Though I really would have liked to know Zhang’s thoughts on the movie’s central concept.

In the midst of all this the movie version of Ghost in the Shell came and went, and with it the subsequent furor over the practice of “whitewashing” which was more or less the basis of this column (and one of the Daily Grindhouse podcasts. If you listen, you can hear hear me grunt a lot, because it was recorded at Jesus o’clock on a Sunday morning). I still haven’t seen it, but I’m told the ghost in Scarlett Johnnson’s shell is actually Asian, but even with that we’re still in Ridley Scott territory. I’ve been too busy with personal drama and my country’s imploding structure to actually keep up with any finger-pointing at the failure of that film at the box office, but my money’s on “action movies with females don’t sell” more than the whitewashing controversy or the very idea that people might not  want to see an Americanized, live-action version of anime. There is a very strong fanbase for anime here in the States, that is undeniable – but that doesn’t mean that fanbase actually wants to see their stories in another medium, or that any other demographic can be bothered to go see it, no matter how many anime-adjacent movies like Pacific Rim are actually successful.

At least this might finally put paid to that Americanized version of Akira. Though, really, I wouldn’t put any money on that. We white folk love our little cultural thieveries.

Buy 47 Ronin on Amazon

Buy Gods of Egypt on Amazon

Buy The Great Wall on Amazon

Buy Ghost in the Shell on Amazon

Punching: The Forty Year Difference

Coming off two weeks where real life and two of my three jobs were determined to kill me (had number three pitched in, I’d be writing this from a hospital bed at least), I suddenly realized I had turned a corner and had the next 48 hours free. What to do? I should probably watch a movie. I haven’t watched a movie in two weeks. I have that stupid thing where I am going to, for sure, watch a certain 100 movies I’ve been putting off within the next year.

force_four_poster_012So what do I watch? Force Four. Or as the IMDb knows it, Black Force.

It is damned hard to find information about Force Four. It’s a scrappy little mongrel of a movie, and I wager the script was written on a cocktail napkin. The Black Force of the title is four martial artists (Owen Wat-son, Warhawk Tanzania, Malichi Lee, and Judie Soriano), who are all real-life black belts, They apparently have some sort of mercenary/troubleshooter thing going on, because they receive a phone call on the special phone in their panelled Black Force pad, hiring them to find and recover a African artifact that was stolen before the opening credits.

By way of introduction, each of the members of Force Four do their individual katas, which eats up some time. Then they Hit The Streets to dig up some information on the theft. This takes the form of an endless montage with the same ten shots of New York City repeated over and over played under improvised dialogue from our four stars, leavened with the occasional quick fight scene or the sight of Warhawk playing basketball in platform heels. The dialogue occasionally tries to sync up with what’s going on onscreen, and the one sudden instance of sync sound is jarring. But man, does it eat up time.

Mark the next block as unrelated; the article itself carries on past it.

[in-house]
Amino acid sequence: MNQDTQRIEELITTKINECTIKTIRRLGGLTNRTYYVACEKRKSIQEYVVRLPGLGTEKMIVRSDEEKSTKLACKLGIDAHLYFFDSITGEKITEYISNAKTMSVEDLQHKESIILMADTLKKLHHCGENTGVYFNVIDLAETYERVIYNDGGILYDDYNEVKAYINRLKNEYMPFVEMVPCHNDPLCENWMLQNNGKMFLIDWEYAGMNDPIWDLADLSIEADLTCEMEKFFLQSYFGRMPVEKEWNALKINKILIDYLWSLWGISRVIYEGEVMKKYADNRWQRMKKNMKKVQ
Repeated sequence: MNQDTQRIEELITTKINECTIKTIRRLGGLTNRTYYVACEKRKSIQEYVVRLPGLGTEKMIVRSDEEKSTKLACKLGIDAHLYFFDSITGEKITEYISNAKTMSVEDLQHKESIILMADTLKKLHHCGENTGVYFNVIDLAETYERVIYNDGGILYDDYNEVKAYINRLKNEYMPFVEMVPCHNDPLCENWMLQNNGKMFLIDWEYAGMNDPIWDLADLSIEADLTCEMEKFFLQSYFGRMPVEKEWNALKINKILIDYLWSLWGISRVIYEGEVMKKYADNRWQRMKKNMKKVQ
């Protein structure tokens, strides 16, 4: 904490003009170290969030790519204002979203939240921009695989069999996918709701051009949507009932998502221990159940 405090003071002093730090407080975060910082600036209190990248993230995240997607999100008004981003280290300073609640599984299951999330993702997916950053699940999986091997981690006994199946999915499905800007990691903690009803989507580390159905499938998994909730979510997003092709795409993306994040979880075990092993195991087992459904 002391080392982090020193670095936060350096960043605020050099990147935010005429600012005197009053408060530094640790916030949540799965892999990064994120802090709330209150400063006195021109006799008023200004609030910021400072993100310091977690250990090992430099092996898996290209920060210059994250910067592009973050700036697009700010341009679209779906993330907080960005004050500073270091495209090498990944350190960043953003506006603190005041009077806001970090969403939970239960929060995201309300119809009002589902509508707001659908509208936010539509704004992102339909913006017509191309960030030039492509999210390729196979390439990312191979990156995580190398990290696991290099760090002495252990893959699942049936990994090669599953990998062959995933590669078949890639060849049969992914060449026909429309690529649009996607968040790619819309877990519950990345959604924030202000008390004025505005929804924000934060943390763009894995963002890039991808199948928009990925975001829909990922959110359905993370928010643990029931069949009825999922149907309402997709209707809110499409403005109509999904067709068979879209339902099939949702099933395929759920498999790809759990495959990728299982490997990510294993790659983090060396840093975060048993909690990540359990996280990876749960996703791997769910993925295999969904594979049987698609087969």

Meanwhile, in the Black Force Cave...

Meanwhile, in the Black Force Cave…

That one prostitute who rates sync sound, it turns out, works for Z (Sam Schwartz) the doughy mobster who runs things, see? Z sends out his thugs to get Force Four while they’re separated and Hitting The Streets. There are four quick fight scenes. Our plucky Black Force re-convenes at The Pad, and Owen has gotten one thug to talk (off-camera), so they go to the thug’s place and beat them up. No artifact or Z, though, so they drive upstate to Z’s house. This drive is pretty much accomplished in real-time.

DuskZ is having a house party, so the movie will also stop dead for an entire song by an outfit I dubbed Tony Borlando and Dusk, but was likely Live USA, who provided the soundtrack. And you know what? That soundtrack is pretty good. I’m gonna let Dusk/Live USA skate, even if Tony is wearing a tuxedo that left me blind for a few minutes.

Force Four beat up some more thugs on the grounds, then confront Z (who is soaking his buyer for another 100 grand, the rat). Z barely gets away, and many are the screaming extras and kung fu fights around the pool.  Owen plants a tracer on Z’s car (but drops it and then has to hide behind a tree for fifteen minutes while Z’s head thug tries very hard not to see him). This enables Force Four to follow Z the next day – and his buyer lives out even further than him – beat up everybody, and find out that the case has a false bottom with tons of uncut heroin.

Malachi Lee gone SMACK YOU!

Malachi Lee gone SMACK YOU!